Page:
This application is in response to an NIH NHLBI K01 Mentored Career Development Award to Promote Faculty Diversity in Biomedical Research (RFA-HL-12-030). Candidate: I am an exercise physiologist and 3rd year postdoctoral fellow within the Division of Cardiology at the University of Colorado Denver (UCD) Anschutz Medical Campus (AMC). I am currently funded through an NHLBI F32 individual postdoctoral fellowship based on my pilot project titled """"""""A community-based exercise program following endovascular therapy for patients with peripheral artery disease"""""""" for which I also received a Colorado Clinical and Translational Sciences Institute (CCTSI) grant (project support). I have begun the process of receiving training in community-based participatory research (CBPR) methods to enhance my proposed research agenda of creating innovative exercise programs in community settings for patients with PAD. This was accomplished when I attended the 2010 Physical Activity and Public Health Practitioners (PAPH) course held in Park City, UT. I also participated in the Colorado Immersion Training in Community Engagement program, American Indian track. As a Tribal member of the Cherokee Nation, I am in an excellent position to continuing moving toward independent investigator status while also providing a unique perspective to clinical research based on my heritage and past training. Mentors/Environment: My mentor team is composed of national level research experts in PAD, CBPR methodology and built environment evaluation, cardiology as well as motivational interviewing. Dr. Judy Regensteiner is my primary mentor and has extensive experience in exercise training for patients with PAD and diabetes as well as in mentoring junior faculty. Dr. William Hiatt is a leader in clinical trials for PAD patiets and is the President of the Colorado Prevention Center which is a clinical trial design research organization. Dr. Deborah Main has expertise in community-based health research and has played a critical role in the CBPR methods of the proposal. Dr. Ivan Casserly is an academic cardiologist who is a leader in the field of peripheral vascular intervention. He will provide his expertise with regard to PAD patient care as well as aid in recruitment of PAD patients into our trial. Dr. Paul Cook is a consultant on this proposal for the motivational interviewing aspects of the design. He has a number of publications in using this technique in a variety of patient populations and will aid me in my continued training in motivational interviewing to improve PAD patients'adoption and adherence to exercise in community settings. Training: My plans are to continue my training in CBPR practices and motivational interviewing as well as in public health. This will be accomplished by participating in local and national level training opportunities for junior faculty in community-based and clinical outcomes research (e.g., CCTSI and PAPH programs). I anticipate completing a Master of Public Health degree during the proposed award period, specifically in the Community and Behavioral Health concentration. Additionally, I will be completing a Certificate in Public Health Sciences at the time of this application review. Research: Although supervised exercise programs for peripheral arterial disease (PAD) are highly effective, few people are able to successfully utilize these programs. Barriers that prevent patients from adopting and adhering to supervised exercise programs include lack of insurance reimbursement for walking exercise and poor proximity to hospitals and clinics as external barriers. Community-based exercise programs for PAD have to date met with inconsistent results possibly due to lack of training and follow-up. Thus, more consistent and directed programs need to be established for exercise training programs based in community settings that incorporate the strengths of supervised programs but also remove the barriers associated with exercise in the community. Our pilot project used novel training, monitoring and coaching (TMC) components in community settings that have been implemented successfully in supervised settings. We also evaluated the local walking environment for each PAD patient prior to community-based exercise. However, our previous pilot methods were designed from the researcher perspective and did not formally engage the actual PAD patients to gain their perspective on how to create effective interventions. Research programs that involve community members in developing the intervention to be used in the community setting may: 1) highlight additional barriers to walking using experiential knowledge of patients and 2) improve compliance by adjusting exercise prescription components that patients may have previously resisted completing. Thus, our project will use CBPR practices in the early design phase of the intervention to improve our piloted TMC intervention components in an effort to increase PAD patients'exercise performance. In addition, evidence supports exercise based motivational interviewing as an effective communication strategy for providing directed resolutions to problems while exercising and may improve self-efficacy of PAD patients. Thus, the primary aim of the proposed study is to determine the effect of a community-based exercise program with training, monitoring and coaching (TMC) components that are enhanced by CBPR practices and motivational interviewing (TMC+) to improve peak walking time (PWT) in PAD patients, which is the primary outcome of the study.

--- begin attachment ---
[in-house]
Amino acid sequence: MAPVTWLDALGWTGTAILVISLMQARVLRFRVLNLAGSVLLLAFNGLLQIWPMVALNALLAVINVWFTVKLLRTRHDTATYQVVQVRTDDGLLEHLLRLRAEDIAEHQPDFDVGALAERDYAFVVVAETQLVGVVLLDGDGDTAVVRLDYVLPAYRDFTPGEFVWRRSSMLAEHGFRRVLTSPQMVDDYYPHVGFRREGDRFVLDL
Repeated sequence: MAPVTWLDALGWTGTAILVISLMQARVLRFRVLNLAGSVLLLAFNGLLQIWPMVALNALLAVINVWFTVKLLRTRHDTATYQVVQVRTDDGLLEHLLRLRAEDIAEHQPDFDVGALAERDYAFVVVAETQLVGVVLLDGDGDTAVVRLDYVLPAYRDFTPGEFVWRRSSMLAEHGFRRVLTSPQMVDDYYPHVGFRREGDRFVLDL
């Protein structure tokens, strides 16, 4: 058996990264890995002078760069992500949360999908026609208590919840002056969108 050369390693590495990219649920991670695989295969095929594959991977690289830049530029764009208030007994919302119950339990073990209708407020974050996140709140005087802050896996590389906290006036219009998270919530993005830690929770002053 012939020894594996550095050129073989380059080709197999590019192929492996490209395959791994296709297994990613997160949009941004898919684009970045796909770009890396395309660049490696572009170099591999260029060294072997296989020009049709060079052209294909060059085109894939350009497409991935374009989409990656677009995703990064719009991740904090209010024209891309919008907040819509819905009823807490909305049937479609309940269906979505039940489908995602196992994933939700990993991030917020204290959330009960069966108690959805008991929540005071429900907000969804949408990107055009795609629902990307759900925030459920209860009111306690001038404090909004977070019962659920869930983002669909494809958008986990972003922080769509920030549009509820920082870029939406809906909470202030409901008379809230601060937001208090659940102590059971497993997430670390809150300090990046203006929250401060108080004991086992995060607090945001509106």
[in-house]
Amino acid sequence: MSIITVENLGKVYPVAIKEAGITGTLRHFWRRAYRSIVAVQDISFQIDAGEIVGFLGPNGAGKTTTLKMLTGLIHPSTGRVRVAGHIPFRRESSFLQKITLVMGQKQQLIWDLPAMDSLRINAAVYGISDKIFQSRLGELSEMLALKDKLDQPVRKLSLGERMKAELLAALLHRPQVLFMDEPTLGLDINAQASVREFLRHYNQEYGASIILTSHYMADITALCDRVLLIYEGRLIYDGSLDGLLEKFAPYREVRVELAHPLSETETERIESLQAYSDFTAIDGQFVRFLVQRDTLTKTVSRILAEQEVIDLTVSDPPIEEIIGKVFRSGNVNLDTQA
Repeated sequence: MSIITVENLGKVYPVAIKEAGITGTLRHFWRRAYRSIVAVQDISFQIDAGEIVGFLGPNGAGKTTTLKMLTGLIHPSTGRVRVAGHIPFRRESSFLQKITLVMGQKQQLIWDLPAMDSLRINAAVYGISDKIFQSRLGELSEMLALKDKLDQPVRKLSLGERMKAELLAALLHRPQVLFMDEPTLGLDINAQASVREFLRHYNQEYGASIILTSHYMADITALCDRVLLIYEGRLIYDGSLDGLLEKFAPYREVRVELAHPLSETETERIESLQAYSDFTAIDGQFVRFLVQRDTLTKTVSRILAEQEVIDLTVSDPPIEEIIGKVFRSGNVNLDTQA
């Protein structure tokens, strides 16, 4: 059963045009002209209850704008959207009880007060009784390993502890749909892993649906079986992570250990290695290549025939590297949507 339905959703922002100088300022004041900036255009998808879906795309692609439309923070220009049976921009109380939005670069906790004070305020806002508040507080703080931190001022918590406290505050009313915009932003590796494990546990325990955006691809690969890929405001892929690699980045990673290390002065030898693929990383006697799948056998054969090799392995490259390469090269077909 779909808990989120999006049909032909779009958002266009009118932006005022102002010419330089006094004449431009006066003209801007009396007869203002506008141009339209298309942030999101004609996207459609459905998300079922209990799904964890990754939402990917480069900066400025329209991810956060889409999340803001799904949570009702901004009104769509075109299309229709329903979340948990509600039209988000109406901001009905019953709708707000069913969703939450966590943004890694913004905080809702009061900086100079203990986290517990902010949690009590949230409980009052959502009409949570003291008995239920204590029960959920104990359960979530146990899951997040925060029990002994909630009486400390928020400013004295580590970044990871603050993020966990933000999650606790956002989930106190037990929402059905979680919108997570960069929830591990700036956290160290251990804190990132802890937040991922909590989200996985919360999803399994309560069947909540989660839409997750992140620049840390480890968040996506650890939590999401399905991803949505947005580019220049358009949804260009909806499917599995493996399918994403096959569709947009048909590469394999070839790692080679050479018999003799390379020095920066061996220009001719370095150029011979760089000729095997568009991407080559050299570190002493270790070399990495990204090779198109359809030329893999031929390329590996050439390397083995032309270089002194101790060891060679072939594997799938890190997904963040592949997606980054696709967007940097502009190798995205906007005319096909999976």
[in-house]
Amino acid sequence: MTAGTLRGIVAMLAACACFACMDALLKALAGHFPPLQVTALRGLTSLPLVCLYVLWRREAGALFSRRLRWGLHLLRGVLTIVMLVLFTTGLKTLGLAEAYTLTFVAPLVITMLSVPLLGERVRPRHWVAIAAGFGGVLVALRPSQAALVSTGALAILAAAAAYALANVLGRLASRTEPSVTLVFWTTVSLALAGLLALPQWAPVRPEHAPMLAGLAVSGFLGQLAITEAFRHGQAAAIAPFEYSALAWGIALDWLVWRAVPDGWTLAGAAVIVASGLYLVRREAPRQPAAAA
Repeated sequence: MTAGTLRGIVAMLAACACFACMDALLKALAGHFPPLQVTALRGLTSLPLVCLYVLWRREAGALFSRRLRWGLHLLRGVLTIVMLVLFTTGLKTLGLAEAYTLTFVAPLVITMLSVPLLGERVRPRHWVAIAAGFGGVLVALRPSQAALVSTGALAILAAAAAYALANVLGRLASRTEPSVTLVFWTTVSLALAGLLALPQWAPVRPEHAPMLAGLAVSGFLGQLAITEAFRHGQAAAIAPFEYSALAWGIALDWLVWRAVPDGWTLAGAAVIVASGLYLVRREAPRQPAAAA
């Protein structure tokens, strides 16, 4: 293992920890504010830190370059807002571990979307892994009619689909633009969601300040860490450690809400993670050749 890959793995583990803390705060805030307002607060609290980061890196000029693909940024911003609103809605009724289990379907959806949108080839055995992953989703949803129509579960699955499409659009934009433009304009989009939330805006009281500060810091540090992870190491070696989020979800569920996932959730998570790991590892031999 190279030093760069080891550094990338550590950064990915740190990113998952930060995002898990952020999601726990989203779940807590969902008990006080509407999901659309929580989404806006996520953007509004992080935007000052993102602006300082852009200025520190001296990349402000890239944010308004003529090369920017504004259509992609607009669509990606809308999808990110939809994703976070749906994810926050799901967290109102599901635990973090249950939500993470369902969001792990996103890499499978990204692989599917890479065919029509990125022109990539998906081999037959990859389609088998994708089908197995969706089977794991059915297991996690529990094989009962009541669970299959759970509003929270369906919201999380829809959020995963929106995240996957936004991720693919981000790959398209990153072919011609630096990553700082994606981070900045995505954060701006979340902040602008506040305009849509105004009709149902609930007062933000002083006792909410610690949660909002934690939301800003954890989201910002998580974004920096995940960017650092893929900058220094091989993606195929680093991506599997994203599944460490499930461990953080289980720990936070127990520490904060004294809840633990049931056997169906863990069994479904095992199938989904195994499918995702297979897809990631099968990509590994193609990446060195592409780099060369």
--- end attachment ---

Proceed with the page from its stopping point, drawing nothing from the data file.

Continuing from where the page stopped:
While supervised exercise is generally a first line therapy for patients with peripheral artery disease (PAD), it is considerably underutilized due to barriers such as inadequate insurance coverage and patient proximity to health care facilities. In contrast, exercise training programs based in the community setting have to date proven unsuccessful due to the reliance on patient self-monitoring as well as potential environmental barriers to exercise, lack of engaging patient?s and lack of adequate counseling techniques. Thus, it is important to establish the effectiveness of a community-based exercise therapy model incorporating detailed components (training, monitoring and coaching enhanced by community engagement and motivational interviewing) that, if successful, may serve as an alternative to supervised exercise therapy for patients with PAD.
|Mays, Ryan J; Hiatt, William R; Casserly, Ivan P et al. (2015) Community-based walking exercise for peripheral artery disease: An exploratory pilot study. Vasc Med 20:339-47|
|Mays, Ryan J; Goss, Fredric L; Nagle, Elizabeth F et al. (2014) Prediction of VO2 peak using OMNI Ratings of Perceived Exertion from a submaximal cycle exercise test. Percept Mot Skills 118:863-81|
|Mays, Ryan J; Regensteiner, Judith G (2014) Therapy for peripheral artery disease: gaps in treating patients with claudication. Circulation 130:929-31|
|Mays, Ryan J; Rogers, R Kevin; Hiatt, William R et al. (2013) Community walking programs for treatment of peripheral artery disease. J Vasc Surg 58:1678-87|
|Mays, Ryan J; Regensteiner, Judith G (2013) Exercise therapy for claudication: latest advances. Curr Treat Options Cardiovasc Med 15:188-99|